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SWOT Analysis with a Capital "T"

September 1, 2017 4 Min Read Business Strategy
Mario O. Vicari, CPA
Mario O. Vicari, CPA Director, Family-Owned Businesses Group Co-Leader, ESOP Group Leader

SWOT Analysis with a Capital "T"Companies often perform a SWOT analysis as part of their strategy development in order to assess their Strengths, Weaknesses, Opportunities, and Threats. The proposed actions that result from this analysis are typically centered on future opportunities. This makes sense, as most business leaders are forward-thinking and figuring out where the best opportunities lie is an important part of a company’s growth strategy.

Determining how to address the threats identified during the analysis often receives less attention. Given our current business landscape, I would suggest that needs to change.

Threats to a company’s survival are greater than ever, mostly due to technology disruption. I see it everywhere I look these days. Any company that does not invest time to consider how technology can and will disrupt their industry and business model is making a mistake.

While the internet has existed for about 25 years, it has rapidly evolved in recent years to become the “Internet of Things” thanks to substantially larger bandwidth and data storage combined with continually decreasing costs. We are in an era of big data, making a company’s ability to laser target their marketing and sales efforts more powerful than ever before.

For consumers, there is a greater expectation for on-demand service now that everything is connected and easily accessible in the palm of your hand. Perhaps not coincidentally, the most visible effects of technology disruption are in consumer-facing industries. Consider:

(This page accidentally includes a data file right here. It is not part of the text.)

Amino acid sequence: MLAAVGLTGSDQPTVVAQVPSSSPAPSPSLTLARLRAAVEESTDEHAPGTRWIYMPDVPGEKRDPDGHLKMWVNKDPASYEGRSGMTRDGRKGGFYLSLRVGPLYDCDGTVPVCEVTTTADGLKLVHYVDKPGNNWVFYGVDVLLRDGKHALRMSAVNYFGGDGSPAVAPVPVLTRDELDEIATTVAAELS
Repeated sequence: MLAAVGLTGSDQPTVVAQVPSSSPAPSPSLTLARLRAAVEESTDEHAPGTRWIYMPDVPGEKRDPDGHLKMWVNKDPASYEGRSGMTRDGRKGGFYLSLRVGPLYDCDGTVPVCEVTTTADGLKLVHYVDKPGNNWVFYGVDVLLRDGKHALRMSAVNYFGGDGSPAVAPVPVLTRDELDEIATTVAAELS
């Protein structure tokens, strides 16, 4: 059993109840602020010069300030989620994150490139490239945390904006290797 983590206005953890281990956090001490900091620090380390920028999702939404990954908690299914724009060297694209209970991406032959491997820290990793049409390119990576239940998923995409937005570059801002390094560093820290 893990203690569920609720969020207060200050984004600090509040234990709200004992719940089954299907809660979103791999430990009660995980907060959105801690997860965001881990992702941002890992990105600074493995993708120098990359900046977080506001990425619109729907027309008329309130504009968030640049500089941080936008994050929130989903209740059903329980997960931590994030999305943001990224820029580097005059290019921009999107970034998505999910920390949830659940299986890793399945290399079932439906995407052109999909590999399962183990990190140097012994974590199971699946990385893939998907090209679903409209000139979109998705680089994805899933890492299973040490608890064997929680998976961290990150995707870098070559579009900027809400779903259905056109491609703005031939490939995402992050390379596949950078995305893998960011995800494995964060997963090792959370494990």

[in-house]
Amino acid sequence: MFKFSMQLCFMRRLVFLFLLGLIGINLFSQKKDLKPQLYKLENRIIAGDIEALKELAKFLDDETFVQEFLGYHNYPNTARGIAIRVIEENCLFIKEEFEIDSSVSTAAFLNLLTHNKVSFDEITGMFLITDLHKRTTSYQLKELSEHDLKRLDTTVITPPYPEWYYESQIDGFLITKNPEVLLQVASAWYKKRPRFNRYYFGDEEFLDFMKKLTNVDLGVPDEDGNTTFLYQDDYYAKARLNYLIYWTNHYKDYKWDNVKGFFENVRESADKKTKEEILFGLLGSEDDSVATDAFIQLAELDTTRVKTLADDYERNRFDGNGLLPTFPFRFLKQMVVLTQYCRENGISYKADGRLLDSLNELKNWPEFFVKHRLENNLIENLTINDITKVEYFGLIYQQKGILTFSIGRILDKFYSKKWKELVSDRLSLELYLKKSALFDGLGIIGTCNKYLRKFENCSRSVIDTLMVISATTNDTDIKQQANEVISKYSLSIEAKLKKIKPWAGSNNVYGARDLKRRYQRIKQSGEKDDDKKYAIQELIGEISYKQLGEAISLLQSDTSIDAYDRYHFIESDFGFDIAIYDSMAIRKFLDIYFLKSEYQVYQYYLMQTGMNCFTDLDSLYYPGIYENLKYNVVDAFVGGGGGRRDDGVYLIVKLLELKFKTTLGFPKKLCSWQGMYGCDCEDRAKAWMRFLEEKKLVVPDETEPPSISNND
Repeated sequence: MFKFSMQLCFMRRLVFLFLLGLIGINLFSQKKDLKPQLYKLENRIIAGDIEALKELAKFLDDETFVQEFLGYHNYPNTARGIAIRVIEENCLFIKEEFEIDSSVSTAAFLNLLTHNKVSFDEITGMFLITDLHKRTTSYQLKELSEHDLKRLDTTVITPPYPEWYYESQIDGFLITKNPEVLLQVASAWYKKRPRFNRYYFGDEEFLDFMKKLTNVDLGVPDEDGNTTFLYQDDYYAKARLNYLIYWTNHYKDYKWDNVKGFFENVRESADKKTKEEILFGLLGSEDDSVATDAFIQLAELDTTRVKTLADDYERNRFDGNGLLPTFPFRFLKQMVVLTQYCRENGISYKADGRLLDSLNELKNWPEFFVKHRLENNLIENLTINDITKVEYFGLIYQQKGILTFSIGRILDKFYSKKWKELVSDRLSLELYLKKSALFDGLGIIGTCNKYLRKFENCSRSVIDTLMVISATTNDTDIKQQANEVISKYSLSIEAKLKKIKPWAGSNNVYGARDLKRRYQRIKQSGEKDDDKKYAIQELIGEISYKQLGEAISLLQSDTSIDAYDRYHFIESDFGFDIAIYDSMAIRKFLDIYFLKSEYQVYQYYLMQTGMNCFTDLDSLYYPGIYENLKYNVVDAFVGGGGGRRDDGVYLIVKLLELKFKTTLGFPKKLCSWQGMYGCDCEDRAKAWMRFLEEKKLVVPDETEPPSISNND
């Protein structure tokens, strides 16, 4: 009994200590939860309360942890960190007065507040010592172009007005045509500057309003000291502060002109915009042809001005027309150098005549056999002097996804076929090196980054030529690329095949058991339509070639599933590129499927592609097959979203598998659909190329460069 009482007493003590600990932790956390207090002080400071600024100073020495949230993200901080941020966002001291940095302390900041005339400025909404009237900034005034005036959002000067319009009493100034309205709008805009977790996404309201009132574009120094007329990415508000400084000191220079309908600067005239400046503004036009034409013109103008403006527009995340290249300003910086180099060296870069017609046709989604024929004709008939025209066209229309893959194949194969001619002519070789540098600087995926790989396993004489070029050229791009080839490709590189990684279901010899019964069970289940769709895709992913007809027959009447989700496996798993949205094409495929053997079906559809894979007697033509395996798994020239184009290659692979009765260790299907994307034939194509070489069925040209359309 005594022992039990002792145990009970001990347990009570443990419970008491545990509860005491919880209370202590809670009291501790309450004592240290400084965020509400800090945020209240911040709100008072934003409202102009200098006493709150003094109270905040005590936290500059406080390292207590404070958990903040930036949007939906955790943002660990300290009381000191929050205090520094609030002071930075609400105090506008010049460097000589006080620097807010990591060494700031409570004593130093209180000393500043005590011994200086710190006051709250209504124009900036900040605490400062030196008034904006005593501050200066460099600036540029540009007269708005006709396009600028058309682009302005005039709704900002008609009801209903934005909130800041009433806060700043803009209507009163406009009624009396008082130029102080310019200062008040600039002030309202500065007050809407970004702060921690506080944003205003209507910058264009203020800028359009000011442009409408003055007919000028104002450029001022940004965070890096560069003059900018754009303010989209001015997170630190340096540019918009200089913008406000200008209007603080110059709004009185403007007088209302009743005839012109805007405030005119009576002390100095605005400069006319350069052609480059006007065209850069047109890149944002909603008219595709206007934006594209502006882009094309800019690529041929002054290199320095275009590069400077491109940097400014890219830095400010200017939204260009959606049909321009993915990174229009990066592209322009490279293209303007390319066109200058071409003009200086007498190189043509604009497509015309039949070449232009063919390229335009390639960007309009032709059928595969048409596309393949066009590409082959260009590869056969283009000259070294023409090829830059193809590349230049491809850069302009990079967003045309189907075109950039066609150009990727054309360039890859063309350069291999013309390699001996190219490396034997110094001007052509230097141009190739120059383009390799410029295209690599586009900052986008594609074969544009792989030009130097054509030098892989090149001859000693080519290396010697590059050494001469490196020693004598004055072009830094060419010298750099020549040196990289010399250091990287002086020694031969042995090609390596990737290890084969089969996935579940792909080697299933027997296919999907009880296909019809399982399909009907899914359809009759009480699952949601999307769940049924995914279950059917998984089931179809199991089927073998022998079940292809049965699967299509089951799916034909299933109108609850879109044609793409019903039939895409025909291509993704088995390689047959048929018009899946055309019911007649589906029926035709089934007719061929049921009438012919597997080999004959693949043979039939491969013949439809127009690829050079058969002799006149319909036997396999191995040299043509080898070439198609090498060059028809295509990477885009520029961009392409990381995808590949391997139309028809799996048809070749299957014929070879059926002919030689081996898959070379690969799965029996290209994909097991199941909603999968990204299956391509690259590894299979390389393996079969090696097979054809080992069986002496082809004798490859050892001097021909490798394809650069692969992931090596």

1. The “Amazon Effect” is causing more disruption to retailers, grocery stores, and shipping companies than they have ever seen.
  2. The large cable and telecom companies are experiencing significant disruption as consumers increasingly bypass them to buy content directly from the internet and content providers (e.g. Netflix, HBO GO).
  3. Car manufacturers are scrambling to figure out how to respond to a disrupter like Tesla in the electric and self-driving car markets.

There are many other examples, but the bottom line is that technology innovations are taking waste and costs out of the system. When I see such disruption at the consumer level, I intuitively believe that those efficiencies have to get pushed down the supply chain to other industries as the demand for technological efficiency is pushed down.

Where all this will go from here is hard to predict, but the one conclusion I can make is that to ignore effects of technology disruption is a mistake. I would suggest that we should all be spending serious time on it in our strategy discussions.

Here are a handful of questions to ask yourself:

  1. What are the visible effects of technology disruption in our industry? How is it reshaping business models, margins, and the customer experience?
  2. How technology savvy are we in our business? Do we view technology as a cost we have to deal with or an investment that will make our company more efficient?
  3. Do we have technology savvy resources who can help us look at our business model and identify the best ways to leverage technology?
  4. How do we use technology to make it easier for our customers to interact with us?
  5. Are there companies outside our industry that offer examples, both good and bad, of using technology to their advantage?

I am not a believer that technology replaces the human element of our businesses, but I do believe it is a force that is not going away. The pace of change will only become greater. I don’t have all the answers and these questions are difficult to answer. But the fact is that we may be entering an age where we are all technology companies to some degree. Ignore that trend at your peril.


Mario Vicari, Kreischer MillerMario O. Vicari is a director with Kreischer Miller and a specialist for the Center for Private Company Excellence. Contact him at Email.   


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Mario O. Vicari, CPA

Mario O. Vicari, CPA

Director, Family-Owned Businesses Group Co-Leader, ESOP Group Leader

Construction Specialist, Family-Owned Businesses Specialist, ESOPs Specialist, M&A/ Transaction Advisory Services Specialist, Transition/Exit Planning Specialist, Business Valuation Specialist, Owner Operated Private Companies Specialist, Private Equity-Backed Companies Specialist

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